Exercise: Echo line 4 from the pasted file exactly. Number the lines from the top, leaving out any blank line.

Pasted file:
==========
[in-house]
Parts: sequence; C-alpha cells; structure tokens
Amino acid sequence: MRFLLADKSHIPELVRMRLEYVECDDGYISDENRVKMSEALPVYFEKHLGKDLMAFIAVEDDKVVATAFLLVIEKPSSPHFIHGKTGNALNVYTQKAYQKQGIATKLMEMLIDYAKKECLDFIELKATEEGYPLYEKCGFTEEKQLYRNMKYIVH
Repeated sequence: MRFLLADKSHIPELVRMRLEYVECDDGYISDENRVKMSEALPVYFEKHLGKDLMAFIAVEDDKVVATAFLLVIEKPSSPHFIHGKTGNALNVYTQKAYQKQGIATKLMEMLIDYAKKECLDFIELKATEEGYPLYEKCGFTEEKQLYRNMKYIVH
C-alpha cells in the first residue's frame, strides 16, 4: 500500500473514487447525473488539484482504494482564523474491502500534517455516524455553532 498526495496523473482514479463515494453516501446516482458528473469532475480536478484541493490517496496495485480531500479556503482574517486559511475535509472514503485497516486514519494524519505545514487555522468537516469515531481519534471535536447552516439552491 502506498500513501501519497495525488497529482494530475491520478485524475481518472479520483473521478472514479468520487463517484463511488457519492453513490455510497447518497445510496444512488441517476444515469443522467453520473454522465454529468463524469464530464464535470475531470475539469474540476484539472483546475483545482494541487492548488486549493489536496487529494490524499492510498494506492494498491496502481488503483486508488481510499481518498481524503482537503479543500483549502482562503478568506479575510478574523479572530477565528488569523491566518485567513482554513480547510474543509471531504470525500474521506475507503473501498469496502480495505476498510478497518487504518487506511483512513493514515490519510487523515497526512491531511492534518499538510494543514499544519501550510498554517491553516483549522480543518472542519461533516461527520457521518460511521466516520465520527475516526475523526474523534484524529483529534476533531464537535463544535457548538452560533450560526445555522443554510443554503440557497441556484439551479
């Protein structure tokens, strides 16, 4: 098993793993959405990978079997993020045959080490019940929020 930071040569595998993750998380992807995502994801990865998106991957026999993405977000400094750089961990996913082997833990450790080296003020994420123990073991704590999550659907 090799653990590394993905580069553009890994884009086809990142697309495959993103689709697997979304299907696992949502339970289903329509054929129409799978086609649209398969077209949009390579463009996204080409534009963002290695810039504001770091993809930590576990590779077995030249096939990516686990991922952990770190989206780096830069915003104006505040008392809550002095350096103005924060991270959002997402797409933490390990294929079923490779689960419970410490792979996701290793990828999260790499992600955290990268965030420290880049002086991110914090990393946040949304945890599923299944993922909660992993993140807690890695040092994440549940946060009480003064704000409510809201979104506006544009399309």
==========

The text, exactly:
Repeated sequence: MRFLLADKSHIPELVRMRLEYVECDDGYISDENRVKMSEALPVYFEKHLGKDLMAFIAVEDDKVVATAFLLVIEKPSSPHFIHGKTGNALNVYTQKAYQKQGIATKLMEMLIDYAKKECLDFIELKATEEGYPLYEKCGFTEEKQLYRNMKYIVH